Tag: Hal Ashby

Cinephile blogs don’t care if I ignore them

But it’s still high time I take a look around the online petri dish that has nurtured me for so long…

* Jesus of film geek cool Dennis Cozzalio has a nifty conversation with director Joe Dante (“Gremlins,” “Piranha,” “Rock ‘n Roll High School,” “The Howling,” etc.) whose doing some ultra film-geek stuff in L.A. while finishing up his lowish budget 3-D horror film, “The Hole.”

* Kimberly Lindbergs reviews the new biography of Hal Ashby (“Harold and Maude,” “Being There”) whose fandom is definitely growing.

* There’ll be more posts like this to come, but I’ll wrap up with the amazing Self Styled Siren‘s discovery a couple of week’s back of a truly great YouTube clip featuring Fred Astaire dancing and singing a song now practically owned by Frank Sinatra. If Frank was the ultimate saloon singer, Fred was the ultimate urbane hoofer. And he was an underrated singer and actor as well.

Though the Siren has problems embedding, I can present it to you directly here. Even if you think you hate or have no interest in musicals, check this one out, by the time Fred starts dancing at 2:45, I promise you won’t be sorry. (The video, by the way, runs a bit long. Feel free to click away after Fred finally ambles out of the bar. Also, note that he tells humorist-turned-actor Robert Benchley that he plans to walk, not drive, home — which is not the way the song’s usually interpreted. That’s Astaire: class through and through.)

Lookin’ To Get Out!

Honestly, there was nobody more excited than me by the prospect of experiencing a “lost” Hal Ashby film. He directed some of the best – “Harold and Maude,” “The Last Detail,” “Shampoo,” “Coming Home,” and “Being There” and when it was announced that Jon Voight had discovered a longer cut of this nearly forgotten Ashby offering that he felt placed it among the greats, there was reason to get one’s hopes up. Unfortunately, it is not one of the greats. It’s not terrible by any means, but it’s also not comparable in quality and vision to any of the aforementioned films. Voight stars as a fast (but not smooth) talking gambler who’s in over his head. He and his buddy, played by Burt Young, head to Vegas (where else?) to fix their situation. Once they arrive, they meet an old friend of Voight’s (Ann-Margret), and he may be the father of her child. Is it just me, or does all of this sound old hat? With some tweaking, it didn’t have to be.

The biggest problem with “Lookin’ to Get Out!” is not the hackneyed premise but, rather, the execution of it. The entire affair is dialed far too much in the direction of comedy, and the laughs either aren’t funny or just don’t work. For instance, there’s a wacky chase through a casino that kicks off the third act that’s painfully overlong and soaked with a dreadful ‘80s synth track (as is much of the film). If the whole thing had just been shifted into a slightly more dramatic direction, it likely would’ve played much better, as is evidenced by the few scenes where Voight gets to play some genuine pathos. His work is generally pretty good here, even if the material isn’t, and it’s certainly a much different Voight than we’re used to seeing. (Keep an eye out for the screen debut of a very young Angelina Jolie in the film’s final scenes.) It’s difficult to recommend to anyone who isn’t a student of Ashby, and yet, despite its problems, fans of the maverick director could do a lot worse than to at least check it out.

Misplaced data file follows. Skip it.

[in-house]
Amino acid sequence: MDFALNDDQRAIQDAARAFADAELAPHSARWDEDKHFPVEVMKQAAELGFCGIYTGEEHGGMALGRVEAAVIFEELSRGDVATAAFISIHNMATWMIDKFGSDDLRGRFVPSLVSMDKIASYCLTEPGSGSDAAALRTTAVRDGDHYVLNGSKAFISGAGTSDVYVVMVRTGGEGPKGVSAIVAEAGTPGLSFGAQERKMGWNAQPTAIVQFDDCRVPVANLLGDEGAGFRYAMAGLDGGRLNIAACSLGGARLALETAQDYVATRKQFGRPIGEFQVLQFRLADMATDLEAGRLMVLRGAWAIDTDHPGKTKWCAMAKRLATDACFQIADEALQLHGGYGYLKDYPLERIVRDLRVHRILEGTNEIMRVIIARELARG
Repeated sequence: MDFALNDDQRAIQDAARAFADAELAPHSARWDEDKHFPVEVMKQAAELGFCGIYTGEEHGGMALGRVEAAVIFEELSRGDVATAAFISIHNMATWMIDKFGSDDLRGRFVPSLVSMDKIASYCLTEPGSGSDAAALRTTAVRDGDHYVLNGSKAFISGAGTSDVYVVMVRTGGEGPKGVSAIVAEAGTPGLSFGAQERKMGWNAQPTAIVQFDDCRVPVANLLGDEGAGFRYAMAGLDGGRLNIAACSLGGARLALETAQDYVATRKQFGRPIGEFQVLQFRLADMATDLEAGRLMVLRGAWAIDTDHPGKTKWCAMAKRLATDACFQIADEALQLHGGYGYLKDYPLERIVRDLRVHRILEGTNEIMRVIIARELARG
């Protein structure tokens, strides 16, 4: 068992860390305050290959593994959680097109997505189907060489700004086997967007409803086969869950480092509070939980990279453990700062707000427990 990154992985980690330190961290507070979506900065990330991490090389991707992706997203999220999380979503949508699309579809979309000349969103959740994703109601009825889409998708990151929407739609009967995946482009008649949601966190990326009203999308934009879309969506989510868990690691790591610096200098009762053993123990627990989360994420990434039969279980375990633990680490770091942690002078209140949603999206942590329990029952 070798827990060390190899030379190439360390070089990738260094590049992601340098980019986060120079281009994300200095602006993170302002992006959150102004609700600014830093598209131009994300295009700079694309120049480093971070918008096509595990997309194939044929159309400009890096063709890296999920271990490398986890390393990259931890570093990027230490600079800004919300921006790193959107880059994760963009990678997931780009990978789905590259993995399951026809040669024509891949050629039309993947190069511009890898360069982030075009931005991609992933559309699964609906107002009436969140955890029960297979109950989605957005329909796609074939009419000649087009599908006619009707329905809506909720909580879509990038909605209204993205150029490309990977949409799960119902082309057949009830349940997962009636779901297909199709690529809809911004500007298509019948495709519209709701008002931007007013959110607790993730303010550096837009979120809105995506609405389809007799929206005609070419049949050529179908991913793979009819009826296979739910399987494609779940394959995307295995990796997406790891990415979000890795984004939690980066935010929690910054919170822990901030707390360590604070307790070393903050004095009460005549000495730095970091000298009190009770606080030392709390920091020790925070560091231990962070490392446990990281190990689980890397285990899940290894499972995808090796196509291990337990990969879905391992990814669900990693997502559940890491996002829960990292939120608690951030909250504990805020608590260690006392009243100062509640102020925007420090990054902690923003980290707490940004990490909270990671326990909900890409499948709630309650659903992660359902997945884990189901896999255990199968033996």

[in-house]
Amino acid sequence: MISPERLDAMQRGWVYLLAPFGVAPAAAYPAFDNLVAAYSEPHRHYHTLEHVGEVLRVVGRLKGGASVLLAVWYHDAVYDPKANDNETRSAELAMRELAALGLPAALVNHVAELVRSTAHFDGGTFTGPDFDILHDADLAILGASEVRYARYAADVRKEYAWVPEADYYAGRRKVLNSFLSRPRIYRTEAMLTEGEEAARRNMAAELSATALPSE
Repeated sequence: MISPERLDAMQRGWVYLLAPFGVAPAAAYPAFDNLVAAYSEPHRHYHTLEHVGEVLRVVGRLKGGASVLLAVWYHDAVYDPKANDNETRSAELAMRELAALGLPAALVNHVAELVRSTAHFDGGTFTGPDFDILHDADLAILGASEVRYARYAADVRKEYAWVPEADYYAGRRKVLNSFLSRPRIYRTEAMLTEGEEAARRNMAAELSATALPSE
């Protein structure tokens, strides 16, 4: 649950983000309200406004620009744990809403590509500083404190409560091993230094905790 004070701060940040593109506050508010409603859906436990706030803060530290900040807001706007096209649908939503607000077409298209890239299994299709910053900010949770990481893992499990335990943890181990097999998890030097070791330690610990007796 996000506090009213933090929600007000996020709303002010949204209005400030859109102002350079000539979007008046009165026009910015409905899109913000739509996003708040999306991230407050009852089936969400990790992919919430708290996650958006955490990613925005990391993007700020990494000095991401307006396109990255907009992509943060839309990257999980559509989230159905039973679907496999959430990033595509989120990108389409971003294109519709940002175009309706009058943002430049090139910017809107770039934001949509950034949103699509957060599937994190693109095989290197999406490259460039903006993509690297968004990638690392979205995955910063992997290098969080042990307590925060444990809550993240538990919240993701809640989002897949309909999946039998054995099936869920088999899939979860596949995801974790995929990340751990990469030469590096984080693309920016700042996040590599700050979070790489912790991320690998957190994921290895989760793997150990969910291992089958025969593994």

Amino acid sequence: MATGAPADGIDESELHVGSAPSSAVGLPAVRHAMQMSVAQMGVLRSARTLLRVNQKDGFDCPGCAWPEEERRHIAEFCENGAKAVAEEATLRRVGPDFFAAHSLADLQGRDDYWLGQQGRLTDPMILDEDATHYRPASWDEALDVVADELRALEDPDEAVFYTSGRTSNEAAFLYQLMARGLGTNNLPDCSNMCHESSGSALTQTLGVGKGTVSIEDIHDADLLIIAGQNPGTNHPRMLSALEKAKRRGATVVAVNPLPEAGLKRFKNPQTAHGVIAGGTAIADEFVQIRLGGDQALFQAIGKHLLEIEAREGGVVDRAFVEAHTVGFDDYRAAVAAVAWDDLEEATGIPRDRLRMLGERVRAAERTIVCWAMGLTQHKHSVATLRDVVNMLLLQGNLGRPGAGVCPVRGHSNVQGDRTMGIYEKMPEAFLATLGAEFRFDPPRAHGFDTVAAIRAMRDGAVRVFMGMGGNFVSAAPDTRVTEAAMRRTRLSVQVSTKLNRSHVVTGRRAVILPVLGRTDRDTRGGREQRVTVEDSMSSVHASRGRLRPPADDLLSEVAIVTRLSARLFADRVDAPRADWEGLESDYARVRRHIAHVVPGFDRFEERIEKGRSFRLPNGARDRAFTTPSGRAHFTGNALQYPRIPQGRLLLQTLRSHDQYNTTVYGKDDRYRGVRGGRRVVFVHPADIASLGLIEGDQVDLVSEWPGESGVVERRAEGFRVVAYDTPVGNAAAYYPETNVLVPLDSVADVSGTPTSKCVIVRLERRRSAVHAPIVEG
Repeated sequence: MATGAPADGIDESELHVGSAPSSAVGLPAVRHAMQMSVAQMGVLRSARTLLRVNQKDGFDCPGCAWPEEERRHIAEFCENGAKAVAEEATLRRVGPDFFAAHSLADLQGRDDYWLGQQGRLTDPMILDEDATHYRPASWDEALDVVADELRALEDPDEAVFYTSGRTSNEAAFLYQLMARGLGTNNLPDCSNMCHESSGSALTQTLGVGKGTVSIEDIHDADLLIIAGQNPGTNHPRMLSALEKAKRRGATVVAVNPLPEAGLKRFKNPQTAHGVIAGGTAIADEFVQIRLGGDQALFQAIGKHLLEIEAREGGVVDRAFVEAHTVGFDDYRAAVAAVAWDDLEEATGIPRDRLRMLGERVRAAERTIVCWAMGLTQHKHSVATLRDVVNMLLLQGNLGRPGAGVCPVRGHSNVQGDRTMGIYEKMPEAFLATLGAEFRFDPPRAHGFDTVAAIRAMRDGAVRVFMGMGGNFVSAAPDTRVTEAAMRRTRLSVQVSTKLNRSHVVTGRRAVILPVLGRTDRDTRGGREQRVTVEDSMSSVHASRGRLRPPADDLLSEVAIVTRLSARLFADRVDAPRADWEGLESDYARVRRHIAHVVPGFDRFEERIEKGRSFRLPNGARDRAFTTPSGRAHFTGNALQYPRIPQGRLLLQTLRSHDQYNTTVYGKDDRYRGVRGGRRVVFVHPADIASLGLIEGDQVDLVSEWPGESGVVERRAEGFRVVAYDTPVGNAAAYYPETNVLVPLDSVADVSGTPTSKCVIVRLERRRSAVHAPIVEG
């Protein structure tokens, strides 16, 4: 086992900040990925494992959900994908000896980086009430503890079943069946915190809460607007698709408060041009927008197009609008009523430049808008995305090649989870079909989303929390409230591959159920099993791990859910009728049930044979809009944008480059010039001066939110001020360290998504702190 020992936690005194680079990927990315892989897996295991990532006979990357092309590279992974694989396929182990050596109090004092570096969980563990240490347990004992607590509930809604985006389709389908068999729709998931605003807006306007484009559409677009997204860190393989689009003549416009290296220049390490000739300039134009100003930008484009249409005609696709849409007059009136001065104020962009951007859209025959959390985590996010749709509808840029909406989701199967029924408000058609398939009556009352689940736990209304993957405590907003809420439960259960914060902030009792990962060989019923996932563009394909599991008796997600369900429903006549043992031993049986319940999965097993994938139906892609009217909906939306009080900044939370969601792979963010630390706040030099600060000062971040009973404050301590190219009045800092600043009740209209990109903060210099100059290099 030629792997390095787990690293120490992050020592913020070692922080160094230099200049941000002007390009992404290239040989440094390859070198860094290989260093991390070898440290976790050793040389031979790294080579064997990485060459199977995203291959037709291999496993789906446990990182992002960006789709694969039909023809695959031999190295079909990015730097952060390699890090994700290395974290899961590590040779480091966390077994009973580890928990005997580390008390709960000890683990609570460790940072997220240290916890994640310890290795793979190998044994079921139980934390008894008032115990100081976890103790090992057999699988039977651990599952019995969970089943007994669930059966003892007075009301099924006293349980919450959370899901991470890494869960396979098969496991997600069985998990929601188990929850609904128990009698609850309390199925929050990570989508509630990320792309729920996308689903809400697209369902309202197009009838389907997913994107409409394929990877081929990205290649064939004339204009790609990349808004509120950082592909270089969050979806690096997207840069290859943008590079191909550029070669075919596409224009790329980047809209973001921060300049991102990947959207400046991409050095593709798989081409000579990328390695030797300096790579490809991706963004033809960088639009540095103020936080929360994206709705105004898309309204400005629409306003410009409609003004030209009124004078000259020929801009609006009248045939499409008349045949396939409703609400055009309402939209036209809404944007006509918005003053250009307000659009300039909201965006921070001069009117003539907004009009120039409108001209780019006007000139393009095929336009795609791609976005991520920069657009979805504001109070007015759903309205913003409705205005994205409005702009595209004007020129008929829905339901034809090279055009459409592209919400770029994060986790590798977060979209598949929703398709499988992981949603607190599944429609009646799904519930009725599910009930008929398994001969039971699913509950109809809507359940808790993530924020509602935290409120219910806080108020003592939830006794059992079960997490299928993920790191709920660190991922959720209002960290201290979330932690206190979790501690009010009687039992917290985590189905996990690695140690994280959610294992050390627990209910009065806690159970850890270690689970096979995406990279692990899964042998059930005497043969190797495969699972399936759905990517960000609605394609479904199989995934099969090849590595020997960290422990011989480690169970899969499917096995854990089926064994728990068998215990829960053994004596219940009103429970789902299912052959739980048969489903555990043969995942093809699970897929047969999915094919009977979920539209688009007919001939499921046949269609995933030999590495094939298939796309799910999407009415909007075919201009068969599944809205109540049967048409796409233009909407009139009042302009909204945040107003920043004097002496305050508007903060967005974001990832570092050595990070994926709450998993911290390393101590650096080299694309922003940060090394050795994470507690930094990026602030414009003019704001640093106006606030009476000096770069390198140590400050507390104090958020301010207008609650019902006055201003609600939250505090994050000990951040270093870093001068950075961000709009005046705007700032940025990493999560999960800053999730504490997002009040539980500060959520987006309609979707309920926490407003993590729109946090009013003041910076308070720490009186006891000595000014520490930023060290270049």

Click to buy “Lookin’ To Get Out!”

Being There: Deluxe Edition

These days, it seems almost impossible to bring up “Being There” without some unimaginative goon coming along and comparing it to “Forrest Gump.” That’s unfortunate, because if, like me, you’ve got little patience for that particular Zemeckis opus, you may be inclined to skip “Being There” altogether. This would be a grave mistake. The big difference between the two films is that “Gump” wants to be an important film, but in doing so, it achieves the opposite. “Being There,” on the other hand, has no such aspirations and manages to become an important film because it isn’t trying so hard. And if you’ve never seen the film and think you know everything there is to know about Peter Sellers, then “Being There” will show you the actor as you’ve never seen him before.

Chance (Sellers) is a middle-aged man best described as “simple.” He’s seemingly spent his entire life living with and tending to the garden of a very rich man. Since the old man is dead at the start of the film, we’re given very little information about Chance. Where did he come from and how did he come to be in the employ/care of the old man? We never find out. Chance is the blankest of all slates, and his only real exposure to the outside world has come through the television. He seems to enjoy the news and “Captain Kangaroo” equally. But now that the old man has passed on, Chance is given no choice but to go out into the world on his own, for the very first time, and it’s a strange place that doesn’t necessarily work as it does on TV.

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